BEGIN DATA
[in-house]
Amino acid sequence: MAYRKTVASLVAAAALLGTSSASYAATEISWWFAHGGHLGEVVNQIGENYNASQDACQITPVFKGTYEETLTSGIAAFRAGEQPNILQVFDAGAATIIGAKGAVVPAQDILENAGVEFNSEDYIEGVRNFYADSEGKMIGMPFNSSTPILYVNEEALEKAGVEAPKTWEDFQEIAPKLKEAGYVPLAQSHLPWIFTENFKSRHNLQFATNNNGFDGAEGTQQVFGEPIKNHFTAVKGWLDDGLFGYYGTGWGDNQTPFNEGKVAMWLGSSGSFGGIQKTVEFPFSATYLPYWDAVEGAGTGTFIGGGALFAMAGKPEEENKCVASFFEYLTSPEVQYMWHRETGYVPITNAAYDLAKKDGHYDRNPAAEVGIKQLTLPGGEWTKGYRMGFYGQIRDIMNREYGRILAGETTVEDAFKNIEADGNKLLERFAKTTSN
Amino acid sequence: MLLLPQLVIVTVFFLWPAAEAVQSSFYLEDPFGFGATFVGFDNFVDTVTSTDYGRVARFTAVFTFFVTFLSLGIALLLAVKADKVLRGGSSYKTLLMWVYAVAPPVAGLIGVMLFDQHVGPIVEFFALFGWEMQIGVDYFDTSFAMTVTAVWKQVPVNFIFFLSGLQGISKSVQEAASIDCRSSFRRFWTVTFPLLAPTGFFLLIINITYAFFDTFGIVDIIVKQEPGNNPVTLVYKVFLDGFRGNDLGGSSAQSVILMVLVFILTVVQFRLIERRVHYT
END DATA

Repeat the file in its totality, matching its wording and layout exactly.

[in-house]
Amino acid sequence: MAYRKTVASLVAAAALLGTSSASYAATEISWWFAHGGHLGEVVNQIGENYNASQDACQITPVFKGTYEETLTSGIAAFRAGEQPNILQVFDAGAATIIGAKGAVVPAQDILENAGVEFNSEDYIEGVRNFYADSEGKMIGMPFNSSTPILYVNEEALEKAGVEAPKTWEDFQEIAPKLKEAGYVPLAQSHLPWIFTENFKSRHNLQFATNNNGFDGAEGTQQVFGEPIKNHFTAVKGWLDDGLFGYYGTGWGDNQTPFNEGKVAMWLGSSGSFGGIQKTVEFPFSATYLPYWDAVEGAGTGTFIGGGALFAMAGKPEEENKCVASFFEYLTSPEVQYMWHRETGYVPITNAAYDLAKKDGHYDRNPAAEVGIKQLTLPGGEWTKGYRMGFYGQIRDIMNREYGRILAGETTVEDAFKNIEADGNKLLERFAKTTSN
Amino acid sequence: MLLLPQLVIVTVFFLWPAAEAVQSSFYLEDPFGFGATFVGFDNFVDTVTSTDYGRVARFTAVFTFFVTFLSLGIALLLAVKADKVLRGGSSYKTLLMWVYAVAPPVAGLIGVMLFDQHVGPIVEFFALFGWEMQIGVDYFDTSFAMTVTAVWKQVPVNFIFFLSGLQGISKSVQEAASIDCRSSFRRFWTVTFPLLAPTGFFLLIINITYAFFDTFGIVDIIVKQEPGNNPVTLVYKVFLDGFRGNDLGGSSAQSVILMVLVFILTVVQFRLIERRVHYT